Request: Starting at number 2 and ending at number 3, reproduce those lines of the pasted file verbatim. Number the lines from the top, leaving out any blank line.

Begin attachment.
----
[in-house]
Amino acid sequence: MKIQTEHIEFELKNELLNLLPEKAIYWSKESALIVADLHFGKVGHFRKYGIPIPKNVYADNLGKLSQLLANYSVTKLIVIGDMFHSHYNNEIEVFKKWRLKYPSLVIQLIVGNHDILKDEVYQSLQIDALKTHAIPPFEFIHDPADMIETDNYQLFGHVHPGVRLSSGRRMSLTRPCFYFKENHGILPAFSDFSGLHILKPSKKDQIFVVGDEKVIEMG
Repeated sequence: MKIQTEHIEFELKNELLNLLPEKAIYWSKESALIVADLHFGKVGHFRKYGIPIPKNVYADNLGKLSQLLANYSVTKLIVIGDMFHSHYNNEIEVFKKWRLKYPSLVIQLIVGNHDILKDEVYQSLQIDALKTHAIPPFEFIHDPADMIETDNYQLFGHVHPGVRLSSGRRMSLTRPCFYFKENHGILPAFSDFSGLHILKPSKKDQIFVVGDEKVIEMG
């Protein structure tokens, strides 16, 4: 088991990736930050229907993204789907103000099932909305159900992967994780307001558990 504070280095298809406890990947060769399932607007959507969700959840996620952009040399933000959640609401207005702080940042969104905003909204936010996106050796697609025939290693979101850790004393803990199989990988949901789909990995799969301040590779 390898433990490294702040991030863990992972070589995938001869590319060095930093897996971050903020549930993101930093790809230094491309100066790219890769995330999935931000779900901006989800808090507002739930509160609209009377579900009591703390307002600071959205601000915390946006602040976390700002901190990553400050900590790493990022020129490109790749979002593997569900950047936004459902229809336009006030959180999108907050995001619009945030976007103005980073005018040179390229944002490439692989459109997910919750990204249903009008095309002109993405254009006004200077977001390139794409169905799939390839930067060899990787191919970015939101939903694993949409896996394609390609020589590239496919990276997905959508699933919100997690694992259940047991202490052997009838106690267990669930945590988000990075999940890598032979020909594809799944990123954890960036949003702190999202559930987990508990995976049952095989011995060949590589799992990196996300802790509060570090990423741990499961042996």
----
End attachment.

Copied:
Amino acid sequence: MKIQTEHIEFELKNELLNLLPEKAIYWSKESALIVADLHFGKVGHFRKYGIPIPKNVYADNLGKLSQLLANYSVTKLIVIGDMFHSHYNNEIEVFKKWRLKYPSLVIQLIVGNHDILKDEVYQSLQIDALKTHAIPPFEFIHDPADMIETDNYQLFGHVHPGVRLSSGRRMSLTRPCFYFKENHGILPAFSDFSGLHILKPSKKDQIFVVGDEKVIEMG
Repeated sequence: MKIQTEHIEFELKNELLNLLPEKAIYWSKESALIVADLHFGKVGHFRKYGIPIPKNVYADNLGKLSQLLANYSVTKLIVIGDMFHSHYNNEIEVFKKWRLKYPSLVIQLIVGNHDILKDEVYQSLQIDALKTHAIPPFEFIHDPADMIETDNYQLFGHVHPGVRLSSGRRMSLTRPCFYFKENHGILPAFSDFSGLHILKPSKKDQIFVVGDEKVIEMG